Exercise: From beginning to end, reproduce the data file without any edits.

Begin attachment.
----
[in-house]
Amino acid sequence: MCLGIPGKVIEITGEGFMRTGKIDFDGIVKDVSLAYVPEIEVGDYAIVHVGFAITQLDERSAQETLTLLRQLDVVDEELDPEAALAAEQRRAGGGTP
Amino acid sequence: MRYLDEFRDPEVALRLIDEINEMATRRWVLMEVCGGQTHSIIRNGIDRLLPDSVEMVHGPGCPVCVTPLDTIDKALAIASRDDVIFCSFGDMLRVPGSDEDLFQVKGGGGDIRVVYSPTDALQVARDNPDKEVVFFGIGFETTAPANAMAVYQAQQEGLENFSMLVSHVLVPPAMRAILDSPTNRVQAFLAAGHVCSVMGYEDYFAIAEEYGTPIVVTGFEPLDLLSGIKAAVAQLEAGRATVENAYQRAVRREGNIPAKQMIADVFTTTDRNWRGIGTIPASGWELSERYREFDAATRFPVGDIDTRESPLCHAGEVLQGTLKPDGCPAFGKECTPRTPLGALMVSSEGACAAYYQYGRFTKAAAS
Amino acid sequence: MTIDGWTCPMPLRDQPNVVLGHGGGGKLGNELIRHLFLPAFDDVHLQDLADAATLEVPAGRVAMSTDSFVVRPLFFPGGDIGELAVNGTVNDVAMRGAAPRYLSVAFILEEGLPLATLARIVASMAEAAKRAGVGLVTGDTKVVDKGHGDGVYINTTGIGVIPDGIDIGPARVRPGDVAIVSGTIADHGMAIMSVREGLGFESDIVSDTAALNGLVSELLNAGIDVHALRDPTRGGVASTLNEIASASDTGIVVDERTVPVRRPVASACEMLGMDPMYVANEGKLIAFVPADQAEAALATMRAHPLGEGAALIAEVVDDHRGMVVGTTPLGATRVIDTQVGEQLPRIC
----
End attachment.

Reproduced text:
[in-house]
Amino acid sequence: MCLGIPGKVIEITGEGFMRTGKIDFDGIVKDVSLAYVPEIEVGDYAIVHVGFAITQLDERSAQETLTLLRQLDVVDEELDPEAALAAEQRRAGGGTP
Amino acid sequence: MRYLDEFRDPEVALRLIDEINEMATRRWVLMEVCGGQTHSIIRNGIDRLLPDSVEMVHGPGCPVCVTPLDTIDKALAIASRDDVIFCSFGDMLRVPGSDEDLFQVKGGGGDIRVVYSPTDALQVARDNPDKEVVFFGIGFETTAPANAMAVYQAQQEGLENFSMLVSHVLVPPAMRAILDSPTNRVQAFLAAGHVCSVMGYEDYFAIAEEYGTPIVVTGFEPLDLLSGIKAAVAQLEAGRATVENAYQRAVRREGNIPAKQMIADVFTTTDRNWRGIGTIPASGWELSERYREFDAATRFPVGDIDTRESPLCHAGEVLQGTLKPDGCPAFGKECTPRTPLGALMVSSEGACAAYYQYGRFTKAAAS
Amino acid sequence: MTIDGWTCPMPLRDQPNVVLGHGGGGKLGNELIRHLFLPAFDDVHLQDLADAATLEVPAGRVAMSTDSFVVRPLFFPGGDIGELAVNGTVNDVAMRGAAPRYLSVAFILEEGLPLATLARIVASMAEAAKRAGVGLVTGDTKVVDKGHGDGVYINTTGIGVIPDGIDIGPARVRPGDVAIVSGTIADHGMAIMSVREGLGFESDIVSDTAALNGLVSELLNAGIDVHALRDPTRGGVASTLNEIASASDTGIVVDERTVPVRRPVASACEMLGMDPMYVANEGKLIAFVPADQAEAALATMRAHPLGEGAALIAEVVDDHRGMVVGTTPLGATRVIDTQVGEQLPRIC